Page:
Health Bulletin

This document was published under a previous government.

Transforming MSK Care in Ontario

October 27, 2017

Ontarians with musculoskeletal (MSK) related conditions have some of the longest wait times for diagnostic imaging and surgical consultations, and many people waiting will not actually be helped by these services. The Ministry of Health's Access to Specialists and Specialty Care Strategy (ATS) aims to improve quality, access and appropriateness of care for patients; implementing MSK intake, assessment and management models is a key part of this work.

Some Local Health Integration Networks (LHINs) already have models of care in place that can be leveraged, such as hip and knee replacement Central Intake and Assessment Centres (CIACs). This model streamlines referral from primary care. An Advanced Practice Clinician (APC) will assess patients’ need for diagnostic imaging (e.g. MRI) or surgical consultation within a few weeks. Patients who require surgery are referred to the first available surgeon with the shortest wait list or a surgeon of their choice. Those who do not require surgery are linked to local community services for conservative management of their condition. 

Other models have also been tested that support appropriate local inter-professional care delivery for people with low back pain. The Inter-professional Spine Assessment and Education Clinic (ISAEC) model has shown success in avoiding unnecessary surgical consults and diagnostic imaging as well as shortening wait times for specialist care, where appropriate. An ISAEC evaluation demonstrated:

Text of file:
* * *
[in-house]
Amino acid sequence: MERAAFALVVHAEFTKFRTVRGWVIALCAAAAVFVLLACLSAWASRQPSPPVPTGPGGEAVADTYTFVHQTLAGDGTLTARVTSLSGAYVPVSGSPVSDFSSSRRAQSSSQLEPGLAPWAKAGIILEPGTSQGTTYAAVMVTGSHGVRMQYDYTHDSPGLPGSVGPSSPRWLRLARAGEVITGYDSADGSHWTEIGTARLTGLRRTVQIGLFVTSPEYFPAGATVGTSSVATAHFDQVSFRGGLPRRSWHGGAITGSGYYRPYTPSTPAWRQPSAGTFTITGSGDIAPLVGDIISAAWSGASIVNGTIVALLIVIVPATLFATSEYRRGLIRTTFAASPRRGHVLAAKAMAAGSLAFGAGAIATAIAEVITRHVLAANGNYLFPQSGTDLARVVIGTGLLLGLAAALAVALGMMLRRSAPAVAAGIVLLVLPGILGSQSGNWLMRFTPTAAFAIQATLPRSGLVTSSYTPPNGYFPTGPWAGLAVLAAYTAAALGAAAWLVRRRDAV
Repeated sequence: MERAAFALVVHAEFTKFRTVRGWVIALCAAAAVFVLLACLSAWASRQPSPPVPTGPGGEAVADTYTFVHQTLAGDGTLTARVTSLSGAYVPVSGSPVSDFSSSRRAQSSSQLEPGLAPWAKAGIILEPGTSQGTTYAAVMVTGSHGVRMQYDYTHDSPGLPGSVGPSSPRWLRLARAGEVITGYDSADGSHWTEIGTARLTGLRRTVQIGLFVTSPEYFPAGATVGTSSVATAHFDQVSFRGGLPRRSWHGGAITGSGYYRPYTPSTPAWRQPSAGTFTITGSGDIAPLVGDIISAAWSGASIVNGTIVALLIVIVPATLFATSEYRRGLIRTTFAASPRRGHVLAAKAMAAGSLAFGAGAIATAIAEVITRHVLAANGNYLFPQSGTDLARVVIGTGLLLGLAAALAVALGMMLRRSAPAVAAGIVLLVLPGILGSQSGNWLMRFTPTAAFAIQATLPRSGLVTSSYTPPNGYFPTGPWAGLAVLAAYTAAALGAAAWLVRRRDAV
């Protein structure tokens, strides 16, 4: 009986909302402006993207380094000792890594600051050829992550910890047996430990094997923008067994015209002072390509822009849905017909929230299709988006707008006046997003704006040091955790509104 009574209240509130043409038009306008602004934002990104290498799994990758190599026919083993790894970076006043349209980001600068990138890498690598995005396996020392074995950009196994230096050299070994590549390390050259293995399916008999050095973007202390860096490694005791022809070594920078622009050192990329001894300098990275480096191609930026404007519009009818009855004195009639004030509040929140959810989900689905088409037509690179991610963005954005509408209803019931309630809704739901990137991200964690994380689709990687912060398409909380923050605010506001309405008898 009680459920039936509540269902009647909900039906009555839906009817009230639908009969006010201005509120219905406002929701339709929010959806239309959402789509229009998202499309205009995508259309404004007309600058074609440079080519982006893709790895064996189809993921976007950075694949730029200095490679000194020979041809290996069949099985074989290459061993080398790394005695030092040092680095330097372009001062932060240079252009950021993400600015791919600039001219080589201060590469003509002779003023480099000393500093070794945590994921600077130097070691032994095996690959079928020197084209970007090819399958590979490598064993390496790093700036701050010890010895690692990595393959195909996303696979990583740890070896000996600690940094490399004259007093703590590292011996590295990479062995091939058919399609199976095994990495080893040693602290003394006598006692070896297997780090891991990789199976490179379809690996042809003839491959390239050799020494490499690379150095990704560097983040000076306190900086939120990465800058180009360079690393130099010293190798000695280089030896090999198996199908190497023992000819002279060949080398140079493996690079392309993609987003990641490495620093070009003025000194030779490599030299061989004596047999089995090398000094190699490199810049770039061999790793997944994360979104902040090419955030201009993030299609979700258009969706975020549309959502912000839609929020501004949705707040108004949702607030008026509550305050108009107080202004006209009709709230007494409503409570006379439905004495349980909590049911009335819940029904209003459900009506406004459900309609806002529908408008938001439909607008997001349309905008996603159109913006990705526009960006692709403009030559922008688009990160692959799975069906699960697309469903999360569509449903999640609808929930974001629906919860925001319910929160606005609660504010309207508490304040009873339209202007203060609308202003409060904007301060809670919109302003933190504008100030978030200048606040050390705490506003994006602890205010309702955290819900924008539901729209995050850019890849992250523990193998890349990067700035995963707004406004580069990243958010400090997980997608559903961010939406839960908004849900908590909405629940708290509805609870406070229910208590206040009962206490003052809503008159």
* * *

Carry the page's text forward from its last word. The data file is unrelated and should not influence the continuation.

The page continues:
These models of care have proven to add value to patients, providers and the system by improving access, quality and resource utilization. By ensuring appropriateness of care we expect to direct resources to fund further surgical capacity.

Where are we now and what’s next?

The ministry and LHINs will scale and spread these models starting with the mandatory expansion of a hip and knee arthritis pathway(beginning with hip/knee replacement surgery in 2017/18) and the voluntary implementation of the low back management pathway (following the ISAEC model). Other evidence-based models will also be tested (e.g. shoulder pain) for integration into regional MSK intake, assessment and management programs. Linkages to local community services that provide conservative management will be made, such as the pre-existing Primary Care Low Back Pain pilots.

In addition to new operational funding for these models, the ministry will provide change management and project management supports to each LHIN through the Adopting Research to Improve Care (ARTIC) program which is co-led by the Council of Academic Hospitals of Ontario (CAHO) and Healthy Quality Ontario (HQO). A core team will provide “on the ground” advice and subject matter expertise to balance the implementation of a standardized model with local needs.

For further details on this work please contact Mansur Rahim, Senior Program Consultant, HQO Liaison and Program Development Branch, at

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